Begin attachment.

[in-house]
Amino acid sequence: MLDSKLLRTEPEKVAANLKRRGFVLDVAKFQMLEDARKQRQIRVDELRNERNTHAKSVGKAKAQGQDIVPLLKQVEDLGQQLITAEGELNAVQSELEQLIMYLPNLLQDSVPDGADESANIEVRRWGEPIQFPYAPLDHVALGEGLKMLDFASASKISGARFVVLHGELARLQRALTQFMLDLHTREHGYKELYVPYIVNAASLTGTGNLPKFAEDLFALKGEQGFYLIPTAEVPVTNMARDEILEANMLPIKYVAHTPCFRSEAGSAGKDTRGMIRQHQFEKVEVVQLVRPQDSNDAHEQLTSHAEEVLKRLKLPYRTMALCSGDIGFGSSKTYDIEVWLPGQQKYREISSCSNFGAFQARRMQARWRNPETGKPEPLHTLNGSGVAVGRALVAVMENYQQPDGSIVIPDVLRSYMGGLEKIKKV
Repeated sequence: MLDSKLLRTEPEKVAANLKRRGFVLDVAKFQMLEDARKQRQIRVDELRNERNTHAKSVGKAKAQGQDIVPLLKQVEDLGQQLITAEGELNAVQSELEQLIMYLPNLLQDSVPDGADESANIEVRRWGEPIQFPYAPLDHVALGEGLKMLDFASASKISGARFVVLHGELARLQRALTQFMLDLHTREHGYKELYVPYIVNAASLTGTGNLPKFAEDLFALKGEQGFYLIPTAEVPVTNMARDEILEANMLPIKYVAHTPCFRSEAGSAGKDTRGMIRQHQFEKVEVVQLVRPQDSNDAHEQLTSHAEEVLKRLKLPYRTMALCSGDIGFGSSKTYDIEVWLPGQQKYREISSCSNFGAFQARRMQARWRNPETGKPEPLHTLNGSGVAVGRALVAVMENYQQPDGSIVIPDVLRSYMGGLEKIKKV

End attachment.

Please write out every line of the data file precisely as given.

[in-house]
Amino acid sequence: MLDSKLLRTEPEKVAANLKRRGFVLDVAKFQMLEDARKQRQIRVDELRNERNTHAKSVGKAKAQGQDIVPLLKQVEDLGQQLITAEGELNAVQSELEQLIMYLPNLLQDSVPDGADESANIEVRRWGEPIQFPYAPLDHVALGEGLKMLDFASASKISGARFVVLHGELARLQRALTQFMLDLHTREHGYKELYVPYIVNAASLTGTGNLPKFAEDLFALKGEQGFYLIPTAEVPVTNMARDEILEANMLPIKYVAHTPCFRSEAGSAGKDTRGMIRQHQFEKVEVVQLVRPQDSNDAHEQLTSHAEEVLKRLKLPYRTMALCSGDIGFGSSKTYDIEVWLPGQQKYREISSCSNFGAFQARRMQARWRNPETGKPEPLHTLNGSGVAVGRALVAVMENYQQPDGSIVIPDVLRSYMGGLEKIKKV
Repeated sequence: MLDSKLLRTEPEKVAANLKRRGFVLDVAKFQMLEDARKQRQIRVDELRNERNTHAKSVGKAKAQGQDIVPLLKQVEDLGQQLITAEGELNAVQSELEQLIMYLPNLLQDSVPDGADESANIEVRRWGEPIQFPYAPLDHVALGEGLKMLDFASASKISGARFVVLHGELARLQRALTQFMLDLHTREHGYKELYVPYIVNAASLTGTGNLPKFAEDLFALKGEQGFYLIPTAEVPVTNMARDEILEANMLPIKYVAHTPCFRSEAGSAGKDTRGMIRQHQFEKVEVVQLVRPQDSNDAHEQLTSHAEEVLKRLKLPYRTMALCSGDIGFGSSKTYDIEVWLPGQQKYREISSCSNFGAFQARRMQARWRNPETGKPEPLHTLNGSGVAVGRALVAVMENYQQPDGSIVIPDVLRSYMGGLEKIKKV